The circulating e-miRNA expression levels of the baseline blood samples of the matched subjects were measured and processed through the workflow mentioned above. A cut-off value of 500 was set as a minimal valid read counts per miRNA to eliminate the noise that had been produced in sequencing. Expression data were further normalized using the DESeq method30.
Principal component analysis (PCA) was performed to reduce data dimensionality. The principal components (PCs) accounting for 95% of the total variance of the data were selected and calculated for each patient. The association between the PCs and recurrent ischemic events were evaluated via Mann-Whitney tests with Bonferroni correction to determine the predictive PC for recurrent ischemic events and reduce the false discovery rate; binary logistic model was then generated to calculate the sensitivity and specificity via a receiver operative curve (ROC). To further scale the contribution of each e-miRNA to the predictive PC, the absolute coefficients of all the e-miRNAs in the PC formula were distributed in a quartile box plot, and the e-miRNAs with the coefficients above 75% quartile were selected. To interpret the regulatory effect of these selected e-miRNAs, functional analysis and miRNA target analysis was carried out in Ingenuity Pathway Analysis (IPA) environment to mine the significantly associated biological functions and downstream molecules. The up- and down-regulation of the specific e-miRNA expression profile in the non-responders on the relevant biological functions and molecules were predicted via a build-in Molecular Activity Predictor (MAP) tool. The networks, functional analyses, and miRNA target analyses were generated through the use of IPA (QIAGEN Inc, https://www.qiagenbio-informatics.com/products/ingenuity-pathway-analysis). A sensitivity analysis was conducted to address the potential impact of including TIA in the primary endpoint. The expression levels of the relevant e-miRNAs, identified as described above, were compared between the whole cohort and including exclusively subjects with stroke.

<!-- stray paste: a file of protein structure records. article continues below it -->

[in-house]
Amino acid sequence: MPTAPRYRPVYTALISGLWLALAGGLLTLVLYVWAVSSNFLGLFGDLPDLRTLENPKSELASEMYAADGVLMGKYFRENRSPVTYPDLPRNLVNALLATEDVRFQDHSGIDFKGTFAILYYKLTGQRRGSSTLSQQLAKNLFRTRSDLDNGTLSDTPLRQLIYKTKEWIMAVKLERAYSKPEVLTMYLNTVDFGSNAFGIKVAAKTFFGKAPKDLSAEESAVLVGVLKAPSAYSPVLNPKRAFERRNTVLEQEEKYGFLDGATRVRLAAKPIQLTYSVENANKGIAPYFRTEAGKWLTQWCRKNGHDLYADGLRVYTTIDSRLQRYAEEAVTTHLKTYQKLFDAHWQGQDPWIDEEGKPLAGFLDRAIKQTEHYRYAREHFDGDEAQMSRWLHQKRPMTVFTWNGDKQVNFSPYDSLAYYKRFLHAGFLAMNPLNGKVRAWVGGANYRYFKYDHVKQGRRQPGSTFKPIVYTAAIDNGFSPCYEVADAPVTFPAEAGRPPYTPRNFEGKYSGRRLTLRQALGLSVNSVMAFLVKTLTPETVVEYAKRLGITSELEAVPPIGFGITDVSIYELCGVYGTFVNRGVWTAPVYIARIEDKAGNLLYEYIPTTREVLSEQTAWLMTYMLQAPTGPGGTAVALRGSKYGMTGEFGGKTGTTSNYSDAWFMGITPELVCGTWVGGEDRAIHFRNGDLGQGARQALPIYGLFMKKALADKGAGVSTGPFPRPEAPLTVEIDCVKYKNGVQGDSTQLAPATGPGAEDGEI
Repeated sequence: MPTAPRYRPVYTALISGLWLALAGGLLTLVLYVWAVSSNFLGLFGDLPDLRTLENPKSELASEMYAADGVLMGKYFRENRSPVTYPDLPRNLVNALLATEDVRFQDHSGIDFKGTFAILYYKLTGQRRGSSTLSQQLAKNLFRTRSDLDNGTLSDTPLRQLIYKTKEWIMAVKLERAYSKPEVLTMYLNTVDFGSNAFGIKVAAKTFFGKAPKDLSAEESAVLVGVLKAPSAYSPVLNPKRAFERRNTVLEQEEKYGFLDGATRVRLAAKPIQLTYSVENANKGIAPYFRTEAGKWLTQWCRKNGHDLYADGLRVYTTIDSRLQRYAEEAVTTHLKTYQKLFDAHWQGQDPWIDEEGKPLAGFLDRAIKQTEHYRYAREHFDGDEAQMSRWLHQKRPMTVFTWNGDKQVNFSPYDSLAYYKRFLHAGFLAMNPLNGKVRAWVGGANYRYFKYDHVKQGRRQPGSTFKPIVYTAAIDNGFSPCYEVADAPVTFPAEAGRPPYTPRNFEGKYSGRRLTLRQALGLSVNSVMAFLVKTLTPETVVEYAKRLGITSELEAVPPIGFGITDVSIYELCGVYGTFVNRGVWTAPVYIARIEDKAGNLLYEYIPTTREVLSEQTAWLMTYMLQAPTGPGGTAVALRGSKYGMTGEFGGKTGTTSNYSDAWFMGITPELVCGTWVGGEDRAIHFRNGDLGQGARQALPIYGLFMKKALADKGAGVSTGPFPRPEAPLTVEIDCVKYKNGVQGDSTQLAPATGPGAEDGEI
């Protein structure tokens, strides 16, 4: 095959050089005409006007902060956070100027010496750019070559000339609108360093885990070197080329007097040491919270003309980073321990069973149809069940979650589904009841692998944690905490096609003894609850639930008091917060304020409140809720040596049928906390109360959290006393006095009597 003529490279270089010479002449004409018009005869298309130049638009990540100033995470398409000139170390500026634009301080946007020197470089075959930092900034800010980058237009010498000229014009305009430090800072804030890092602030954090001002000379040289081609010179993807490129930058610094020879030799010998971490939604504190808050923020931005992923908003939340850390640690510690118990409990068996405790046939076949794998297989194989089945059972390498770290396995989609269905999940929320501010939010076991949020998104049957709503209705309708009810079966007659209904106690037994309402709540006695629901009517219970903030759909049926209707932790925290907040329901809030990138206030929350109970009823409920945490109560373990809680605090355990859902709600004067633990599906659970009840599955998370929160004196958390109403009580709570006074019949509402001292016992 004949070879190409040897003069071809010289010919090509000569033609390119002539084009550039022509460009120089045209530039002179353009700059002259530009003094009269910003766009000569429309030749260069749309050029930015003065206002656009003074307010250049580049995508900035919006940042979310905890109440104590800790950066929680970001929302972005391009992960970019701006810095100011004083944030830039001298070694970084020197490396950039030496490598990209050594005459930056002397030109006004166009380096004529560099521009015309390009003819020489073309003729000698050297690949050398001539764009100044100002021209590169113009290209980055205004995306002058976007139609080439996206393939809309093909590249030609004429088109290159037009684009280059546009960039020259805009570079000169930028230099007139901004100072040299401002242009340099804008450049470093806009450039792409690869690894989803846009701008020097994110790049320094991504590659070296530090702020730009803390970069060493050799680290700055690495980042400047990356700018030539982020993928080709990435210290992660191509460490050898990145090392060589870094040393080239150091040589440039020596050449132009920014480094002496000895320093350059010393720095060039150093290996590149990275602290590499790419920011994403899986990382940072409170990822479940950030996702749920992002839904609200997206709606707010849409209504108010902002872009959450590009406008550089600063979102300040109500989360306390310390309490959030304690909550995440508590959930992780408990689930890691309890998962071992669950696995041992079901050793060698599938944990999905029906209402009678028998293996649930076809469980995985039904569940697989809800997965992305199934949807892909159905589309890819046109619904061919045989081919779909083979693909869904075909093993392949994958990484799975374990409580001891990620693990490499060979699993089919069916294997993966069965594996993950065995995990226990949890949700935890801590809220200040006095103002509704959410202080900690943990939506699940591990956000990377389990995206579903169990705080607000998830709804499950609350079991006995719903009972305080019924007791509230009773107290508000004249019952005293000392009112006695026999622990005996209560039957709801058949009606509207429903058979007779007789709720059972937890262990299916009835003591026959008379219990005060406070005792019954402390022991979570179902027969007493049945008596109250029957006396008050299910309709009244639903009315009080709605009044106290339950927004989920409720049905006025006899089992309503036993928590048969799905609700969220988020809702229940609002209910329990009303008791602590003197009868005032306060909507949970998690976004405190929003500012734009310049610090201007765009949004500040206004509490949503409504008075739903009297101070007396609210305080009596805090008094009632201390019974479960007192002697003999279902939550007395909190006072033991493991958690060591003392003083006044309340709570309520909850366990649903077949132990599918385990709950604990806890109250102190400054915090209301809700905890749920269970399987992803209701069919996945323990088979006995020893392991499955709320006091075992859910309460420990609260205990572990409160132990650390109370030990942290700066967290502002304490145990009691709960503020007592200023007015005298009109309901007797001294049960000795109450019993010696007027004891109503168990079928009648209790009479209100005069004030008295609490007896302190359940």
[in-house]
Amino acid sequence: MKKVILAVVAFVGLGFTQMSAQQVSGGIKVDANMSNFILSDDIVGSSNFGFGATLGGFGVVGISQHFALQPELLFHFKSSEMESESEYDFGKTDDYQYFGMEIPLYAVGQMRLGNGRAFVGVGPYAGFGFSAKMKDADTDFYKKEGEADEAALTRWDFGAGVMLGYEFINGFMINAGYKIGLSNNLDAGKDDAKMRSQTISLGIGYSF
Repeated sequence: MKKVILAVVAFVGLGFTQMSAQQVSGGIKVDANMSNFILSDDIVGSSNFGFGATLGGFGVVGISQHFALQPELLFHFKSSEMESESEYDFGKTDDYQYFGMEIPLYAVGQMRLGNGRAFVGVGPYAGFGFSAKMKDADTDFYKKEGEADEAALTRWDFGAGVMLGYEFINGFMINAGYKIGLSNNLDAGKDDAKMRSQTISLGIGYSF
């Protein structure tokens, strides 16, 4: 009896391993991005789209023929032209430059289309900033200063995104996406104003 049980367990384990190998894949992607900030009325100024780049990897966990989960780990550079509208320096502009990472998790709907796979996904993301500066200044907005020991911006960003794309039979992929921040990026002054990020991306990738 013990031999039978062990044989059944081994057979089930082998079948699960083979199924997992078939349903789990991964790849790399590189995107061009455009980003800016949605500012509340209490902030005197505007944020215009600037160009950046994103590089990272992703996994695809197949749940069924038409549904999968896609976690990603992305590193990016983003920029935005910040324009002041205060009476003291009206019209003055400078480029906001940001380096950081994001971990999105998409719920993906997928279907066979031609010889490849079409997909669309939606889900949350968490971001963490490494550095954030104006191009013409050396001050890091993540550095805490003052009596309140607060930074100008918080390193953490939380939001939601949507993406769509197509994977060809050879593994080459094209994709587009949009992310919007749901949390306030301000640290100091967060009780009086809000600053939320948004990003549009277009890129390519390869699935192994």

The statistical analyses including PCA and binary logistic regression analysis were performed in JMP (version 13). A two-tailed p value of <0.05 was considered statistically significant. The statistical significance of the analysis in IPA environment was calculated by causal analytics algorithms which are based on a “master” network derived from the Ingenuity Knowledge Base31.
The datasets analyzed during the current study are available from the corresponding author on reasonable request.
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We are grateful to the Cedars-Sinai Medical Center and UCLA Stroke Center members for their support and continuous collaboration. Also, we warmly thank the research coordination team led by Antoinette Anderson. This work was supported by grants from the American Heart Association (14ISA20870000), NIH (K23 NS079477-01A1), and the Science and Technology Department of Zhejiang Province (2015C34007) and by the philanthropic support of the Margo and Irwin Winkler Family.
The authors declare no competing interests.
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Jiang, H., Toscano, J.F., Song, S.S. et al. Differential expression of circulating exosomal microRNAs in refractory intracranial atherosclerosis associated with antiangiogenesis. Sci Rep 9, 19429 (2019). https://doi.org/10.1038/s41598-019-54542-y